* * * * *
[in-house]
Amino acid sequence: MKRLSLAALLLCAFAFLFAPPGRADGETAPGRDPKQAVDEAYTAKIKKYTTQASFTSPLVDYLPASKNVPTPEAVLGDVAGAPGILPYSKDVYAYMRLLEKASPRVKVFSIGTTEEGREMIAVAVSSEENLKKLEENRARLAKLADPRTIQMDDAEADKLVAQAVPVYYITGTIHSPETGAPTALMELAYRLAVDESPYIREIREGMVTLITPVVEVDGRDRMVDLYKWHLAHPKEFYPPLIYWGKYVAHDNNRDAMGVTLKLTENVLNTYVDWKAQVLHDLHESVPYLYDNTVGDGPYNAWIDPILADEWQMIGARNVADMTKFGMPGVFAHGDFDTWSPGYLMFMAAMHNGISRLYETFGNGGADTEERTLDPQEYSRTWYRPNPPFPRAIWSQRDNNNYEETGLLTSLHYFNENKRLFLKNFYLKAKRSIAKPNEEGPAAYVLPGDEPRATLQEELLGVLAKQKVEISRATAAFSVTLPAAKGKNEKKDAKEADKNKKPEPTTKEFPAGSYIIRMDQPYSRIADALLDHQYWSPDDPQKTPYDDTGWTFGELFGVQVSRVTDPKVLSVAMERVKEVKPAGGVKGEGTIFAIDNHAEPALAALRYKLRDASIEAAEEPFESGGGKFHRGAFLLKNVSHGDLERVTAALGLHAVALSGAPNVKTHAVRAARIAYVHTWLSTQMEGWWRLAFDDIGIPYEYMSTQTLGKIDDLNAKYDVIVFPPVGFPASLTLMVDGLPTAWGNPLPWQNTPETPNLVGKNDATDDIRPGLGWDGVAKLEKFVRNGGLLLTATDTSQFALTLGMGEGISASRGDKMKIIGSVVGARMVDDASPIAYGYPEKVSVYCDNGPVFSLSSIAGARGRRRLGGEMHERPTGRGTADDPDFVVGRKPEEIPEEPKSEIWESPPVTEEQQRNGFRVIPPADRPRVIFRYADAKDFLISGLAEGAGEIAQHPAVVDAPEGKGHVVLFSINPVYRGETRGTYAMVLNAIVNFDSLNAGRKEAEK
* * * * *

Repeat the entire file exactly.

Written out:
[in-house]
Amino acid sequence: MKRLSLAALLLCAFAFLFAPPGRADGETAPGRDPKQAVDEAYTAKIKKYTTQASFTSPLVDYLPASKNVPTPEAVLGDVAGAPGILPYSKDVYAYMRLLEKASPRVKVFSIGTTEEGREMIAVAVSSEENLKKLEENRARLAKLADPRTIQMDDAEADKLVAQAVPVYYITGTIHSPETGAPTALMELAYRLAVDESPYIREIREGMVTLITPVVEVDGRDRMVDLYKWHLAHPKEFYPPLIYWGKYVAHDNNRDAMGVTLKLTENVLNTYVDWKAQVLHDLHESVPYLYDNTVGDGPYNAWIDPILADEWQMIGARNVADMTKFGMPGVFAHGDFDTWSPGYLMFMAAMHNGISRLYETFGNGGADTEERTLDPQEYSRTWYRPNPPFPRAIWSQRDNNNYEETGLLTSLHYFNENKRLFLKNFYLKAKRSIAKPNEEGPAAYVLPGDEPRATLQEELLGVLAKQKVEISRATAAFSVTLPAAKGKNEKKDAKEADKNKKPEPTTKEFPAGSYIIRMDQPYSRIADALLDHQYWSPDDPQKTPYDDTGWTFGELFGVQVSRVTDPKVLSVAMERVKEVKPAGGVKGEGTIFAIDNHAEPALAALRYKLRDASIEAAEEPFESGGGKFHRGAFLLKNVSHGDLERVTAALGLHAVALSGAPNVKTHAVRAARIAYVHTWLSTQMEGWWRLAFDDIGIPYEYMSTQTLGKIDDLNAKYDVIVFPPVGFPASLTLMVDGLPTAWGNPLPWQNTPETPNLVGKNDATDDIRPGLGWDGVAKLEKFVRNGGLLLTATDTSQFALTLGMGEGISASRGDKMKIIGSVVGARMVDDASPIAYGYPEKVSVYCDNGPVFSLSSIAGARGRRRLGGEMHERPTGRGTADDPDFVVGRKPEEIPEEPKSEIWESPPVTEEQQRNGFRVIPPADRPRVIFRYADAKDFLISGLAEGAGEIAQHPAVVDAPEGKGHVVLFSINPVYRGETRGTYAMVLNAIVNFDSLNAGRKEAEK